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Entries in New York Yankees (126)

Wednesday
Jan292014

Mark Reynolds Getting Beat on Inside Stuff

Since he clubbed his way to the majors in 2007, Mark Reynolds has been a one-tool player. He's got an iron glove, costing his team more runs (76) compared to an average defender than every infielder not named Michael Young, Yuniesky Betancourt or Derek Jeter. And his D looks pretty good compared to his contact skills: Reynolds has struck out 1,276 times, second-most among hitters since '07 (Adam Dunn is first). But Reynolds' one tool -- pure, unadulterated pull power -- is special enough for teams to hold their noses and focus on his epic blasts.

Or, at least it used to be. Reynolds' home run total has dipped from 37 in 2011 to 23 in 2012 and 21 this past season, with his slugging percentage tumbling by nearly 100 points (.483 in '11, .429 in '12, and .393 in '13). Considering how often he punches out, Reynolds needs to maul the ball when he does connect. With elite power, he's a pretty good hitter (his park-and-league adjusted on-base-plus-slugging percentage was 16 percent above average in 2011). With average pop, he's a liability (his OPS was four percent below average in 2013).

The 30-year-old recently signed a minor league deal with the Brewers, though he's expected to make the opening day roster either as the club's primary first baseman or the short half of a platoon with Juan Francisco. Granted, even a diminished Reynolds would be better than the balsa wood-toting brigade that Milwaukee featured at the position last season (a combined .370 slugging percentage). But if he plans on giving Bernie Brewer a workout on Miller Park's homer slide, he'll have to reverse a three-year decline against inner-half pitches.

Reynolds' slugging percentage vs. inner-half pitches, 2011

 

Reynolds' slugging percentage vs. inner-half pitches, 2012

 

Reynolds' slugging percentage vs. inner-half pitches, 2013

            

Reynolds was a beast versus pitches thrown to the inner half of the plate in 2011, posting the eighth-best slugging percentage (.659) among qualified batters. But that figure declined to .575 in 2012, and just .398 this past season. Here's another way of looking at it: Reynolds crushed inside pitches like Jose Bautista and David Ortiz back in '11. In 2013, though? He barely outslugged waterbug shortstops Elvis Andrus and Erick Aybar.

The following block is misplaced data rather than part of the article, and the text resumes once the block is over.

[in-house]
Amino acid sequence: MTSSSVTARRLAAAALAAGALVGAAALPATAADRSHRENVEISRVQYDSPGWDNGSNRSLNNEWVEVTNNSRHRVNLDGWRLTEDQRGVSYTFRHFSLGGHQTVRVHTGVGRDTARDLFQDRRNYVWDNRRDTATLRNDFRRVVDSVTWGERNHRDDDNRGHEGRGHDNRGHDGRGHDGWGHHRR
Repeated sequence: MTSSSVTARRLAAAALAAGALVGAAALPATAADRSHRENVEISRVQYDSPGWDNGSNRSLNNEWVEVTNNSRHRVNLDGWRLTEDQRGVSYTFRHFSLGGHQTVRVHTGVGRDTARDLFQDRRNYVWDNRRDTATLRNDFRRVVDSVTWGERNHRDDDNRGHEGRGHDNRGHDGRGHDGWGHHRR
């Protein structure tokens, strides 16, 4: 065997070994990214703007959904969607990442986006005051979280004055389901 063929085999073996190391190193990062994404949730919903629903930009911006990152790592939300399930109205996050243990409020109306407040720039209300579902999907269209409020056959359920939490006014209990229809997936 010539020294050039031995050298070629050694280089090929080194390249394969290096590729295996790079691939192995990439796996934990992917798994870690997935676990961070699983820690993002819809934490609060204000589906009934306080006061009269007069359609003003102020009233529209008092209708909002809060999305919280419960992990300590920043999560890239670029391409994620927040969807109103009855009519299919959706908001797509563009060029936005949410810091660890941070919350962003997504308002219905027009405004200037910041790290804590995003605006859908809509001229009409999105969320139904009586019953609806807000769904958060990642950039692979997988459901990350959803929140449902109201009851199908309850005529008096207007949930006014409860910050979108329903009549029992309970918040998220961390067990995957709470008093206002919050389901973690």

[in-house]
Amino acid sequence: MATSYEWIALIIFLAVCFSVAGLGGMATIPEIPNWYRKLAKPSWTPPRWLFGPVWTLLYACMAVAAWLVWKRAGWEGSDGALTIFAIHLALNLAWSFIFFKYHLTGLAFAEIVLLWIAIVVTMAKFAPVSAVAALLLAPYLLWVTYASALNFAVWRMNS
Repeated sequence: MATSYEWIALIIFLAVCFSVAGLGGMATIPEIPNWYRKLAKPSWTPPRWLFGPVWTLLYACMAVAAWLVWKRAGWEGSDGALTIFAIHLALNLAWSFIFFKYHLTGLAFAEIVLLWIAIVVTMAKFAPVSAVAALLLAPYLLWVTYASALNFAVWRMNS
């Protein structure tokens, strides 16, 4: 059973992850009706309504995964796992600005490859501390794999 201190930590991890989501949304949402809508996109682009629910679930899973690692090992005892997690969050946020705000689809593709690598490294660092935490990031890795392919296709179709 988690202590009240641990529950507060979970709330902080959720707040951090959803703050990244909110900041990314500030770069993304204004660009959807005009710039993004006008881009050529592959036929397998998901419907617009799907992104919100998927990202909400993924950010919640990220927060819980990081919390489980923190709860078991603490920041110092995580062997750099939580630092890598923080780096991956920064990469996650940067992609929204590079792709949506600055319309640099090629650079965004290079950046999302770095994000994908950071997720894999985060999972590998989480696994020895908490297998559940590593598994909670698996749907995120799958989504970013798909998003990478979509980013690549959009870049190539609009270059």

Reynolds simply doesn't have the sort of well-rounded skill set that allows him to hit for good-not-great power. He's either jacking 30-plus homers, or he's riding the bus in Triple-A. Short of a return to elite slugger status, he could be looking at a succession of minor league deals in the years to come.

Wednesday
Jan222014

Hiroki Kuroda and Throwing in the Strike Zone 

Hiroki Kuroda cashed in $15 million last season for the New York Yankees, which was the second-most of any starter on the roster (save for C.C. Sabathia's monster $24 million salary). At the end of July, it seemed as though the 38-year-old righty would easily live up to his lofty billing, having posted a 2.38 ERA and 1.03 WHIP (sixth and tenth-best, respectively, among qualified starters up to that juncture) over 22 starts.

And then August happened.

Starting the month by allowing just three earned runs over his first two starts, Kuroda proceeded to allow 15 earned runs in his subsequent three starts (16.2 innings) to finish out the month. His struggles continued from that point on as he posted a 5.70 ERA over five September starts -- enough to raise his 2.38 ERA over the first four months of the season to 3.31, which was only slightly better than the 3.51 league average for qualified starters by the end of the regular season.

The reason for Kuroda's ERA spike? He stopped throwing in the strike zone.

Comparing Kuroda's Pitch Frequencies over both spans

Notice the shift in command toward the "inside" corner on right-handed hitters.To be fair, Kuroda has never been one to pound the strike zone at a high frequency. Since his rookie 2008 campaign, his zone% (pitches in the strike zone / total pitches) stands at just 44.7% -- including this past season -- which ranks as the seventh-lowest rate among qualified starters. This is over four percent lower than the 49% league average since 2008, and a whopping 13.8% lower than Cliff Lee, whose 58.5% zone rate since 2008 is easily the highest mark in baseball over that span.